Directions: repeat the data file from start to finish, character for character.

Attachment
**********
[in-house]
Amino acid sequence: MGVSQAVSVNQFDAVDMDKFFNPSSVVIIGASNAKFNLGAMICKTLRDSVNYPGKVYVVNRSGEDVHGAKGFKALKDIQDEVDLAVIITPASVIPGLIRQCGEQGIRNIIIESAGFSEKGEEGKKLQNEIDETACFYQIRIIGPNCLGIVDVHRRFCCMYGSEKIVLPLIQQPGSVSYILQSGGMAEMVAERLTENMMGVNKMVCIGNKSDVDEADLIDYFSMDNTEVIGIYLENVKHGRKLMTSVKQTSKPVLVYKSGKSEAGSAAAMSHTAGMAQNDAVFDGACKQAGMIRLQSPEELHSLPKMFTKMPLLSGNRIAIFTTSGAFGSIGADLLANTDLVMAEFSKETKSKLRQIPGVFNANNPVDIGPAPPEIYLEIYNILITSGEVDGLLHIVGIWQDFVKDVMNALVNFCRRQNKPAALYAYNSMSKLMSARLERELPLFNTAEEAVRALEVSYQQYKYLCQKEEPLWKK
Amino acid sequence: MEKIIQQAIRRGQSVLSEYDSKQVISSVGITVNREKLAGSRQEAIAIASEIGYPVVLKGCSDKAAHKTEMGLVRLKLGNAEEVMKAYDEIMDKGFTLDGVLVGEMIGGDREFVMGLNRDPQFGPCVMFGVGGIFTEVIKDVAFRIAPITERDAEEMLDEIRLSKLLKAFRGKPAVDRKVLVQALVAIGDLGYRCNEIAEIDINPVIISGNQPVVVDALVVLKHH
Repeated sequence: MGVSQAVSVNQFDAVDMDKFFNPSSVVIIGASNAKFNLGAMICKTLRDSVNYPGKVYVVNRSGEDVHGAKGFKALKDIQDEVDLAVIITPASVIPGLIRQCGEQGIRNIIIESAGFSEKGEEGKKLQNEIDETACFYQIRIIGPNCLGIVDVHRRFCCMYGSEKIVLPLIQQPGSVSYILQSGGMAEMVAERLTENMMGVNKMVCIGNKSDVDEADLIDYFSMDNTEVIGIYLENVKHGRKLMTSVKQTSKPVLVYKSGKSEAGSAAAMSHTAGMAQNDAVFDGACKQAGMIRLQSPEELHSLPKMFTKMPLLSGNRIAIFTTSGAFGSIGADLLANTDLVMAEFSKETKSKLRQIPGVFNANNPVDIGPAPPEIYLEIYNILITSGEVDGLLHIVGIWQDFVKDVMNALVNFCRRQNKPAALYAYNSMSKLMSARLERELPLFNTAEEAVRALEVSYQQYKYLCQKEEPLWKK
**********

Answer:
[in-house]
Amino acid sequence: MGVSQAVSVNQFDAVDMDKFFNPSSVVIIGASNAKFNLGAMICKTLRDSVNYPGKVYVVNRSGEDVHGAKGFKALKDIQDEVDLAVIITPASVIPGLIRQCGEQGIRNIIIESAGFSEKGEEGKKLQNEIDETACFYQIRIIGPNCLGIVDVHRRFCCMYGSEKIVLPLIQQPGSVSYILQSGGMAEMVAERLTENMMGVNKMVCIGNKSDVDEADLIDYFSMDNTEVIGIYLENVKHGRKLMTSVKQTSKPVLVYKSGKSEAGSAAAMSHTAGMAQNDAVFDGACKQAGMIRLQSPEELHSLPKMFTKMPLLSGNRIAIFTTSGAFGSIGADLLANTDLVMAEFSKETKSKLRQIPGVFNANNPVDIGPAPPEIYLEIYNILITSGEVDGLLHIVGIWQDFVKDVMNALVNFCRRQNKPAALYAYNSMSKLMSARLERELPLFNTAEEAVRALEVSYQQYKYLCQKEEPLWKK
Amino acid sequence: MEKIIQQAIRRGQSVLSEYDSKQVISSVGITVNREKLAGSRQEAIAIASEIGYPVVLKGCSDKAAHKTEMGLVRLKLGNAEEVMKAYDEIMDKGFTLDGVLVGEMIGGDREFVMGLNRDPQFGPCVMFGVGGIFTEVIKDVAFRIAPITERDAEEMLDEIRLSKLLKAFRGKPAVDRKVLVQALVAIGDLGYRCNEIAEIDINPVIISGNQPVVVDALVVLKHH
Repeated sequence: MGVSQAVSVNQFDAVDMDKFFNPSSVVIIGASNAKFNLGAMICKTLRDSVNYPGKVYVVNRSGEDVHGAKGFKALKDIQDEVDLAVIITPASVIPGLIRQCGEQGIRNIIIESAGFSEKGEEGKKLQNEIDETACFYQIRIIGPNCLGIVDVHRRFCCMYGSEKIVLPLIQQPGSVSYILQSGGMAEMVAERLTENMMGVNKMVCIGNKSDVDEADLIDYFSMDNTEVIGIYLENVKHGRKLMTSVKQTSKPVLVYKSGKSEAGSAAAMSHTAGMAQNDAVFDGACKQAGMIRLQSPEELHSLPKMFTKMPLLSGNRIAIFTTSGAFGSIGADLLANTDLVMAEFSKETKSKLRQIPGVFNANNPVDIGPAPPEIYLEIYNILITSGEVDGLLHIVGIWQDFVKDVMNALVNFCRRQNKPAALYAYNSMSKLMSARLERELPLFNTAEEAVRALEVSYQQYKYLCQKEEPLWKK